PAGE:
Information on the Law about California Compulsory Education
It is a must for children between the age of 6 and 18 years to attend school in the Golden State. Several laws exist to minimize truancy and extreme absenteeism, which are taken seriously. A student who violates California compulsory education laws and has a pattern of unexcused absences from school could be referred to court together with their parents.
California Education Code dictates that any person between the ages of 6 and 18 has to attend school full-time unless exempted. However, 16- and 17-year-olds who have graduated from high school or have passed the California High School Proficiency Exam (CHSPE), and have the permission of their parents or guardians, do not have to attend school.
There are several circumstances where a student may be excused from a California school if absent. For instance, where they are ill, directed to quarantine by a county or city health officer, on jury duty, caring for a sick child of whom they are the custodial parent, serving as a member of the precinct board for an election, or attending their naturalization ceremony to become a United States citizen. There are several other justifiable reasons for school absences that the law permits, including a court appearance or observance of a religious ceremony or holiday.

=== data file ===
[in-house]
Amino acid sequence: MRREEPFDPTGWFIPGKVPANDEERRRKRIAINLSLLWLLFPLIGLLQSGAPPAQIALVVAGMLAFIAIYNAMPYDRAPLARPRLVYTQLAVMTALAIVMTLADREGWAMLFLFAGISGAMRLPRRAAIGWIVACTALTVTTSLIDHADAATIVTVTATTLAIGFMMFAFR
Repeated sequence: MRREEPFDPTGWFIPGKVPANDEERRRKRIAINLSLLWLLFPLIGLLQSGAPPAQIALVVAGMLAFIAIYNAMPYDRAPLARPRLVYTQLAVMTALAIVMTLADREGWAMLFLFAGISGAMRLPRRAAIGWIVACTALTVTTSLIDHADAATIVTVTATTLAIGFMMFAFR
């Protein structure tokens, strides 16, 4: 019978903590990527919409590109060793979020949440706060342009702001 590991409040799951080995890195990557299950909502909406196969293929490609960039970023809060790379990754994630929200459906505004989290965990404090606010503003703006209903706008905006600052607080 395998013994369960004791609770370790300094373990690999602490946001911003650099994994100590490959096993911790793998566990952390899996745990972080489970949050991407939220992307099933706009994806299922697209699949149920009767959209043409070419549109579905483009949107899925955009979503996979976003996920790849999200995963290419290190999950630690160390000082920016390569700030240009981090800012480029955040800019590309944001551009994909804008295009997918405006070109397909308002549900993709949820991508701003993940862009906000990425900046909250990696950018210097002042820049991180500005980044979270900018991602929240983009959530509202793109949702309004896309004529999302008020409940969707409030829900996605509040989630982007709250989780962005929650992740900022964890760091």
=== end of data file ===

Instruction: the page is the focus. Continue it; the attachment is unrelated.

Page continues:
California compulsory education laws exempt a child from full-time public education if they are being taught in a private full-time day school by a certified teacher who can offer instruction in various study areas needed to be taught in the state’s public schools. A child who is being instructed by a private tutor or any other person in the same study areas required in the state’s public school is also exempted.
California Education Code states that a child’s local school district, as well as relevant law enforcement officials, must determine whether a home-schooled child is attending a private school and is exempt from compulsory public school attendance. There are various legal requirements that parents must comply with before they can home-school their children. For example, starters have to file the Private School Affidavit with the California Department of Education.
It is a legal obligation for parents in California to send their kids to school and to comply with the instructions from the attendance review board. A parent whose child plays truant or is frequently absent can be offered parent conferences, support services, or mediation. California Compulsory Education laws aim to help pupils and their families and encourage children to finish their education.